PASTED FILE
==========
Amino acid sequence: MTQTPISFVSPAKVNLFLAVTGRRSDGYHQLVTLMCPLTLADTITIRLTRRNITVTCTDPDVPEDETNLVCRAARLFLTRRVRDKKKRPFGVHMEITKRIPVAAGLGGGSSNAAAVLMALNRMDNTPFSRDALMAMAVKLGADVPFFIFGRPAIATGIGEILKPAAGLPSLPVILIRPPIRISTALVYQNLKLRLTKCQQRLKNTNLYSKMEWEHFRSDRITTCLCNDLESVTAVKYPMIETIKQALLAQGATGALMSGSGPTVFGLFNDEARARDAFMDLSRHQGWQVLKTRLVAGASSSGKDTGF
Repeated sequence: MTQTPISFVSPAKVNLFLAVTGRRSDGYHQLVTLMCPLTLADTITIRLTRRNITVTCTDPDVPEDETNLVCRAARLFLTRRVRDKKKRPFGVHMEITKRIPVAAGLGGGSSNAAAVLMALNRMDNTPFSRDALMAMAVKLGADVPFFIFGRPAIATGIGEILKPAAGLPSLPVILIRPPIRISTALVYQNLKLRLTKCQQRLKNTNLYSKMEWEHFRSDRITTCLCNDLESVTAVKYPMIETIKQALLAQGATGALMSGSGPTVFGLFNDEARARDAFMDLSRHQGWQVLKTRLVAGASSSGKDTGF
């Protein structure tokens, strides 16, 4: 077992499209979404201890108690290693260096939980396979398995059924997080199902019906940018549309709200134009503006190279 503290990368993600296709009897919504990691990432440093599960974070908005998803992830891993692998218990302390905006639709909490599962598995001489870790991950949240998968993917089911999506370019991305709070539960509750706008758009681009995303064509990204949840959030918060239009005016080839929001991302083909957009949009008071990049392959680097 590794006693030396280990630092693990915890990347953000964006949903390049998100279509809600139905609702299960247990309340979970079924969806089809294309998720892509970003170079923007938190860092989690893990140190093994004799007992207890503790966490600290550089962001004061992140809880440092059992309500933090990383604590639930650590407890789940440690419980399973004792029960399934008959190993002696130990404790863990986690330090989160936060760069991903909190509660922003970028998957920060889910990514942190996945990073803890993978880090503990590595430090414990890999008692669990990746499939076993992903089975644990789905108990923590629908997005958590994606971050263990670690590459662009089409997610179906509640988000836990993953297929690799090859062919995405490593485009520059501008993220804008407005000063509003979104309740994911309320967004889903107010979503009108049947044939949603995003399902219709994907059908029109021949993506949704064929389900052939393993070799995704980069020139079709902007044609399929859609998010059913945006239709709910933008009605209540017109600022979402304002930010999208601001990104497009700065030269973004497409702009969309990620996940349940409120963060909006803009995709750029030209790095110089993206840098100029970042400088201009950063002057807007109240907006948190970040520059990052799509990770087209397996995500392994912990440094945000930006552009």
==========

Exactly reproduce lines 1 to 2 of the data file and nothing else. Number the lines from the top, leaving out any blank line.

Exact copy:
Amino acid sequence: MTQTPISFVSPAKVNLFLAVTGRRSDGYHQLVTLMCPLTLADTITIRLTRRNITVTCTDPDVPEDETNLVCRAARLFLTRRVRDKKKRPFGVHMEITKRIPVAAGLGGGSSNAAAVLMALNRMDNTPFSRDALMAMAVKLGADVPFFIFGRPAIATGIGEILKPAAGLPSLPVILIRPPIRISTALVYQNLKLRLTKCQQRLKNTNLYSKMEWEHFRSDRITTCLCNDLESVTAVKYPMIETIKQALLAQGATGALMSGSGPTVFGLFNDEARARDAFMDLSRHQGWQVLKTRLVAGASSSGKDTGF
Repeated sequence: MTQTPISFVSPAKVNLFLAVTGRRSDGYHQLVTLMCPLTLADTITIRLTRRNITVTCTDPDVPEDETNLVCRAARLFLTRRVRDKKKRPFGVHMEITKRIPVAAGLGGGSSNAAAVLMALNRMDNTPFSRDALMAMAVKLGADVPFFIFGRPAIATGIGEILKPAAGLPSLPVILIRPPIRISTALVYQNLKLRLTKCQQRLKNTNLYSKMEWEHFRSDRITTCLCNDLESVTAVKYPMIETIKQALLAQGATGALMSGSGPTVFGLFNDEARARDAFMDLSRHQGWQVLKTRLVAGASSSGKDTGF